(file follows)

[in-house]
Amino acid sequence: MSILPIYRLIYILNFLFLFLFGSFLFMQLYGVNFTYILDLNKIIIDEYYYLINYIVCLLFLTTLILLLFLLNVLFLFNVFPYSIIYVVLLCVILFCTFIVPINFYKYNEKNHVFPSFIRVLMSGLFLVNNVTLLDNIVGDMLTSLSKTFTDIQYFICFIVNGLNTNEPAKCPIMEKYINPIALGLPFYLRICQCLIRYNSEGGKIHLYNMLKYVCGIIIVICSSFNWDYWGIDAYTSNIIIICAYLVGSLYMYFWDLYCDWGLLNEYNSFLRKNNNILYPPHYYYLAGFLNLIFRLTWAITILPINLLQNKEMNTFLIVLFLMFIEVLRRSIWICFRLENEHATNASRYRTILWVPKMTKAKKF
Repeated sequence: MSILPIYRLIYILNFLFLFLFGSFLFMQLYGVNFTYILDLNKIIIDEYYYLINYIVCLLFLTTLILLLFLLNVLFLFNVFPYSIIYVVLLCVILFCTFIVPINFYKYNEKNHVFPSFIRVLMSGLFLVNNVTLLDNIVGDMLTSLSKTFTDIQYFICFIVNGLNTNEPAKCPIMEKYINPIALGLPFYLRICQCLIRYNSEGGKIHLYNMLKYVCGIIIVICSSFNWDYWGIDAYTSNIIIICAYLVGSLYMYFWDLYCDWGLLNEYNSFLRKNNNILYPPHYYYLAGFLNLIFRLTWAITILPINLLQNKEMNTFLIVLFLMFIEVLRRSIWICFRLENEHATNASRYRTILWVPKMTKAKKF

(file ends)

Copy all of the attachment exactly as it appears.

[in-house]
Amino acid sequence: MSILPIYRLIYILNFLFLFLFGSFLFMQLYGVNFTYILDLNKIIIDEYYYLINYIVCLLFLTTLILLLFLLNVLFLFNVFPYSIIYVVLLCVILFCTFIVPINFYKYNEKNHVFPSFIRVLMSGLFLVNNVTLLDNIVGDMLTSLSKTFTDIQYFICFIVNGLNTNEPAKCPIMEKYINPIALGLPFYLRICQCLIRYNSEGGKIHLYNMLKYVCGIIIVICSSFNWDYWGIDAYTSNIIIICAYLVGSLYMYFWDLYCDWGLLNEYNSFLRKNNNILYPPHYYYLAGFLNLIFRLTWAITILPINLLQNKEMNTFLIVLFLMFIEVLRRSIWICFRLENEHATNASRYRTILWVPKMTKAKKF
Repeated sequence: MSILPIYRLIYILNFLFLFLFGSFLFMQLYGVNFTYILDLNKIIIDEYYYLINYIVCLLFLTTLILLLFLLNVLFLFNVFPYSIIYVVLLCVILFCTFIVPINFYKYNEKNHVFPSFIRVLMSGLFLVNNVTLLDNIVGDMLTSLSKTFTDIQYFICFIVNGLNTNEPAKCPIMEKYINPIALGLPFYLRICQCLIRYNSEGGKIHLYNMLKYVCGIIIVICSSFNWDYWGIDAYTSNIIIICAYLVGSLYMYFWDLYCDWGLLNEYNSFLRKNNNILYPPHYYYLAGFLNLIFRLTWAITILPINLLQNKEMNTFLIVLFLMFIEVLRRSIWICFRLENEHATNASRYRTILWVPKMTKAKKF